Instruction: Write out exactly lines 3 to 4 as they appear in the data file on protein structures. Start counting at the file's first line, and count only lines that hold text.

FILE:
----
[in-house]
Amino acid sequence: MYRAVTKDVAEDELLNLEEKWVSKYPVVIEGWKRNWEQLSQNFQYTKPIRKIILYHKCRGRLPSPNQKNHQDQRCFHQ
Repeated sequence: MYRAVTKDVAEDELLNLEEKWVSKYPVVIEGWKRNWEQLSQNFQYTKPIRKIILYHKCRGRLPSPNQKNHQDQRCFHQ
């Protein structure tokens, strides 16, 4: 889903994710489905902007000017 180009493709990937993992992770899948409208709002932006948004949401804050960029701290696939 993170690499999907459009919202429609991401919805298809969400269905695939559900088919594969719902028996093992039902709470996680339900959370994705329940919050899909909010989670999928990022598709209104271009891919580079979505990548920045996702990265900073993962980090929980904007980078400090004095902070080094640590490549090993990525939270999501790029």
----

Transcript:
Repeated sequence: MYRAVTKDVAEDELLNLEEKWVSKYPVVIEGWKRNWEQLSQNFQYTKPIRKIILYHKCRGRLPSPNQKNHQDQRCFHQ
């Protein structure tokens, strides 16, 4: 889903994710489905902007000017 180009493709990937993992992770899948409208709002932006948004949401804050960029701290696939 993170690499999907459009919202429609991401919805298809969400269905695939559900088919594969719902028996093992039902709470996680339900959370994705329940919050899909909010989670999928990022598709209104271009891919580079979505990548920045996702990265900073993962980090929980904007980078400090004095902070080094640590490549090993990525939270999501790029």